8 x Infrared transmitters are installed enabling 360-degrees of proximity detection. For easy identification each Infrared transmitter has been named according to a compass direction, for example: North, North-East, East, South-East, South, South-West, West and North-West. For this reason it would make sense to mount the board with the North LED facing forward direction. By interpreting the results, the module acts similar to a range finder, providing the approximate directional and distance of an object, from about 0.5cm (1/2") to about 30cms (1ft) depending on the IR circuit and command options.
360-degrees proximity detection has been designed for autonomous robots where 360 degree view of it's environment is required for navigation through obstacles in all directions and also to identify other robots during robot gaming or robot swarms applications
IR sensing is carried out at a frequency of 38KHz to ensure that all other infrared signals are filtered out (such as sun-light or other lighting)
The sensors are great for navigation through narrow passages; acting similar to an electronic whisker. The module senses the direction of obstacles in a similar way a bat finds its way around in the dark. The main difference is that the IRCF360 measures infrared light pulses rather than ultrasonic sound pulses. The accuracy depends on the colour of the obstacle (i.e. white reflect almost 100% of IR light while black material absorbs most of the IR light).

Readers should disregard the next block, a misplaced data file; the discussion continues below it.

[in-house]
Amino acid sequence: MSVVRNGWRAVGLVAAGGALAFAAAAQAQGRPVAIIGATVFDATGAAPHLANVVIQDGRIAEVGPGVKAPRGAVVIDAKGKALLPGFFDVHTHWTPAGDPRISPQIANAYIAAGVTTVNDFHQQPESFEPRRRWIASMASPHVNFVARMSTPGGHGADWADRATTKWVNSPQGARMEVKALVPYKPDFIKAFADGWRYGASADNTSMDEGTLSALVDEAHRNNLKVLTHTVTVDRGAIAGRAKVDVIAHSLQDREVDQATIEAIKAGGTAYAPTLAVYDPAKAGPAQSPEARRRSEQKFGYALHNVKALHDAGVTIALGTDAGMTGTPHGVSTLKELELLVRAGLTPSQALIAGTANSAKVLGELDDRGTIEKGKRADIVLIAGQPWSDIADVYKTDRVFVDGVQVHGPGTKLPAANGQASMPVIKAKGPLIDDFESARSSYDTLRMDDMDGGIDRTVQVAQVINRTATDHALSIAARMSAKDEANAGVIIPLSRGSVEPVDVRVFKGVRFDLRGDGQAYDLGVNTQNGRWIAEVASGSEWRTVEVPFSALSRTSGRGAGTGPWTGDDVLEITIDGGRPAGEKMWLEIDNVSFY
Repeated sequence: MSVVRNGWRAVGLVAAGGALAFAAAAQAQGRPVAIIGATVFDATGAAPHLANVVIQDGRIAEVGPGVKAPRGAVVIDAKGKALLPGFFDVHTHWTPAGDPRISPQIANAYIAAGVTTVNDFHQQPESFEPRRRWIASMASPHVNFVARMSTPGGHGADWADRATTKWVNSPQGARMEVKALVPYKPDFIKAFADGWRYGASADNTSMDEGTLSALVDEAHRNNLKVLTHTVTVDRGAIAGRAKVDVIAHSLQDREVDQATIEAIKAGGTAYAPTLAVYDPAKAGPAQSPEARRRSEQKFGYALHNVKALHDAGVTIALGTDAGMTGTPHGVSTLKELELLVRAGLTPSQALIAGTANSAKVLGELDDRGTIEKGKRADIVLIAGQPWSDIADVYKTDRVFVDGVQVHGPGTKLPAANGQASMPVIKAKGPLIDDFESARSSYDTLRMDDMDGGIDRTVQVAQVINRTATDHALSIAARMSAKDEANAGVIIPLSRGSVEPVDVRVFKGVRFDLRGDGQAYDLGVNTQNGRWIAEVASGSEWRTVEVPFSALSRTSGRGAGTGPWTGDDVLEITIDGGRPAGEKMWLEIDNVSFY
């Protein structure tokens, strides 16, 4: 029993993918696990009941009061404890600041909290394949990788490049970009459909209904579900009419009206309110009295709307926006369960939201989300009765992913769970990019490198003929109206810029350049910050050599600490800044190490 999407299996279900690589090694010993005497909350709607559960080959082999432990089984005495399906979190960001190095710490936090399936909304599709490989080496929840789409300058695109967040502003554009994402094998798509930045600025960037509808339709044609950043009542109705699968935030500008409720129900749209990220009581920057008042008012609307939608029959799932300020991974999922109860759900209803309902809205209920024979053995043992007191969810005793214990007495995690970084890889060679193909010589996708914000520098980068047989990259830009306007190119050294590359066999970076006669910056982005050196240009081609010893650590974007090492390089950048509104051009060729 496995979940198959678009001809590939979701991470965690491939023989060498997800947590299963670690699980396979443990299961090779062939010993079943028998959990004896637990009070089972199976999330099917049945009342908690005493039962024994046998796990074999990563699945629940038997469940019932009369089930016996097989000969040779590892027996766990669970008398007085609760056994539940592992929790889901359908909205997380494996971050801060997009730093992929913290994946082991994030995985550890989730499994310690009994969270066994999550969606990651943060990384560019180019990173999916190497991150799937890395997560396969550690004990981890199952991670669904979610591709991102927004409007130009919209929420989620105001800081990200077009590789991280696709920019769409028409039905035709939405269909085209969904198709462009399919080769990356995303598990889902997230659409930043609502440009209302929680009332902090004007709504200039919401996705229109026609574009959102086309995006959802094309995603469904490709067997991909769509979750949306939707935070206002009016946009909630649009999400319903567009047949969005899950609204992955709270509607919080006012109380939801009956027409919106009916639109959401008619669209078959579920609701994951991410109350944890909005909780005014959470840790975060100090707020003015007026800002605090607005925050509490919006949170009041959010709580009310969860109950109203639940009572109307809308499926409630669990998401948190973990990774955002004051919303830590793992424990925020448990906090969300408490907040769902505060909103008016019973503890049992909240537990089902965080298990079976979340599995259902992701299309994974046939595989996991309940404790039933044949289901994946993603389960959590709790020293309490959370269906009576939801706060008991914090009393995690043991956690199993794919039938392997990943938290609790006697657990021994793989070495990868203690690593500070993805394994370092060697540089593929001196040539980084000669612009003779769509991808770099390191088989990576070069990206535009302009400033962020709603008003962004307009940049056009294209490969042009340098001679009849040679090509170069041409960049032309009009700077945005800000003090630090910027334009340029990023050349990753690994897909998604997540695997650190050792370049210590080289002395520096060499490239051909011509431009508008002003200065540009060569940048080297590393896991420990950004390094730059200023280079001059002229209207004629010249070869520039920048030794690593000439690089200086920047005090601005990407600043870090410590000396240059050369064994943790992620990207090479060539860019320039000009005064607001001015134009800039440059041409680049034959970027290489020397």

A compass style LED display 'points' in the direction of the nearest obstacles. There can be one or many obstacles. It will show them all.
8 bytes of data are made available at the R232 port. The format is configurable either in decimal, ASCII or delimited ASCII for data loading into a terminal, plotting programs and spreadsheets
A programmable option also allows you to build your own fuzzy logic rule structure and rule matrix (error/error.dot) from 6 bytes of proximity detection data for merely plotting data on any ASCII terminal screen or spreadsheet.
Ambient Light Sensors
Two Ambient Light Sensors are included within the sensor. These are silicon NPN epitaxial planar photo-transistor in a T-1 package. It is sensitive to visible light much like the human eye and has peak sensitivity at 570 nm. Alternatives could be Cadmium Sulphide (CdS) photocells